Will Carl’s Jr succeed in Australia?

Posted by AFN Staff Writers on 8th February 2016

US burger chain Carl’s Jr opened its first restaurant in Australia last week and it appears to have been a successful one with some customers lining up for days just to get one of the first burgers (admittedly they were encouraged by the opportunity to win a year’s supply of free food).


Putting the booming first day aside the question still remains, will Carl’s Jr be successful in Australia?


Let’s look at a few factors:


Advertising and differing cultures


Carl’s Jr is well known in the US for its controversial and salacious advertising which it has drawn criticism for. Previous US advertisements have typically involved celebrities or models eating its burgers in bikinis and other revealing clothing. Unsurprisingly Carl Jr’s target audience is young males.


When it comes to Australia will these advertisements work? Although Australians are already of course subjected to sexualised advertising on a regular basis, it is something that local consumers can sometimes be sensitive to. The third most complained about advertisement in Australian in 2015 for example received 85 complaints to the Advertising Standards Bureau because of its sexual content (the television advertisement by Fantastic Snacks Australia showed a wife licking chip flavouring off her husband’s lips). As the Advertising Standards Bureau’s CEO Fiona Jolly said looking back on the most complained about advertisements for the year, Australians are particularly concerned about seeing behaviour they “view as inappropriate”.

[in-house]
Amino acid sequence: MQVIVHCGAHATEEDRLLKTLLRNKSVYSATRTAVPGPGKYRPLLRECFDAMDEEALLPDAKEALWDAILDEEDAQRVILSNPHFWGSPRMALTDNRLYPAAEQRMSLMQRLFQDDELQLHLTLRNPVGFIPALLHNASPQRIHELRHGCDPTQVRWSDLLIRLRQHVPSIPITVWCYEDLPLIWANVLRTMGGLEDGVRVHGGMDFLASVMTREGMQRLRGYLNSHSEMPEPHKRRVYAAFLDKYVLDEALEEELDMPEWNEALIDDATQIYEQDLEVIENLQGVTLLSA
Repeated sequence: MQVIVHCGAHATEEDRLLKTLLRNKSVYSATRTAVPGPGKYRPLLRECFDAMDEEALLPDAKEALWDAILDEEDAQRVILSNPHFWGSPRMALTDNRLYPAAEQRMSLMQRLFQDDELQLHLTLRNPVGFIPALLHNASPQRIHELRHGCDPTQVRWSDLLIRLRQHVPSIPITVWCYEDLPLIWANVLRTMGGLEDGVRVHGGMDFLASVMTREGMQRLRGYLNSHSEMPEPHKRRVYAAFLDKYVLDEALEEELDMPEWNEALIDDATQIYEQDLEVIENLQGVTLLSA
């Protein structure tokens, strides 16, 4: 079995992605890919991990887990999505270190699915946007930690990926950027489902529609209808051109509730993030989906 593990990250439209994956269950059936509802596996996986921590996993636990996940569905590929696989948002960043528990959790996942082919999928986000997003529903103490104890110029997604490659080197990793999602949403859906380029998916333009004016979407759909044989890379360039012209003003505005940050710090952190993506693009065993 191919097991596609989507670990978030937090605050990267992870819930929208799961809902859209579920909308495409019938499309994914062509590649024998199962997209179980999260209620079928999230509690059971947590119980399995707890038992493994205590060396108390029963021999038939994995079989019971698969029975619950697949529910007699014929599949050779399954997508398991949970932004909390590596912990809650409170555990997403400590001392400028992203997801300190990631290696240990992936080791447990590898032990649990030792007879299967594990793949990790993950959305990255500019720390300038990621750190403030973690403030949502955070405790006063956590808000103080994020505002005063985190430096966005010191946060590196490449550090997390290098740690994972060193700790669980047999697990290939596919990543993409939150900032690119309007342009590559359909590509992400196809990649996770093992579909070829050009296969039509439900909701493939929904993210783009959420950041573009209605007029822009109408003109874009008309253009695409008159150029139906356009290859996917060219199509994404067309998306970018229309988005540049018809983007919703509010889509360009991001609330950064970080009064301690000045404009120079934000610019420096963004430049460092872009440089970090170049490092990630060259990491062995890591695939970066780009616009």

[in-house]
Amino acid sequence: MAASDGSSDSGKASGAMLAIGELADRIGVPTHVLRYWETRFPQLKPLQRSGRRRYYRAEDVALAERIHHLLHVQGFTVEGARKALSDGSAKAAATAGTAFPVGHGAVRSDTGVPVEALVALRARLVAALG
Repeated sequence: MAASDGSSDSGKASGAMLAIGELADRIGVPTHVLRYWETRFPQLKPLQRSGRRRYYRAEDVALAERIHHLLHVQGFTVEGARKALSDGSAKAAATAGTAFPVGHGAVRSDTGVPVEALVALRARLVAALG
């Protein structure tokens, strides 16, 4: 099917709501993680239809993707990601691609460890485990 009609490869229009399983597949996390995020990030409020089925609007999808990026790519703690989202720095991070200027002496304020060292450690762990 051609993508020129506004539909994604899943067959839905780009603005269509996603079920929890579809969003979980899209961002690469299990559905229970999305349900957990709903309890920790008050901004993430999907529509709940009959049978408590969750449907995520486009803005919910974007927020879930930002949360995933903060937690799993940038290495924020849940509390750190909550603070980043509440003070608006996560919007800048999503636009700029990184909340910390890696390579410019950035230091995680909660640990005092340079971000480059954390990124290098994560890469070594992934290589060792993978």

Australians may be used to sexualised advertising but do not have the same general attitudes as middle Americans who are more than used to this type of advertising from Carl’s Jr.


Changing tastes


Although every Australian is not about to give in all their junk food, there is no denying Australians have a continually growing interest in healthier food options.


Carl’s Jr is entering Australia at a time when Australians are increasingly concerned about their diets and fast food outlets like McDonald’s no longer rules like it once did.


Even though Carl’s Jr has healthier low-fat and low-carb options, it will have to compete against well-established Australian chains like Grill’d which already has a healthy and premium perception amongst Australian consumers. It does not have the cheap fast-food image which other US chains often develop in Australia.


Launched in a regional town


Carl’s Jr decided to open in Australia in a regional town (Bateau Bay on the NSW Central Coast, which has a population of approximately 11, 000 only).


This could play to its advantage as Carl’s Jr may be able to make the most of areas not already saturated with food choices.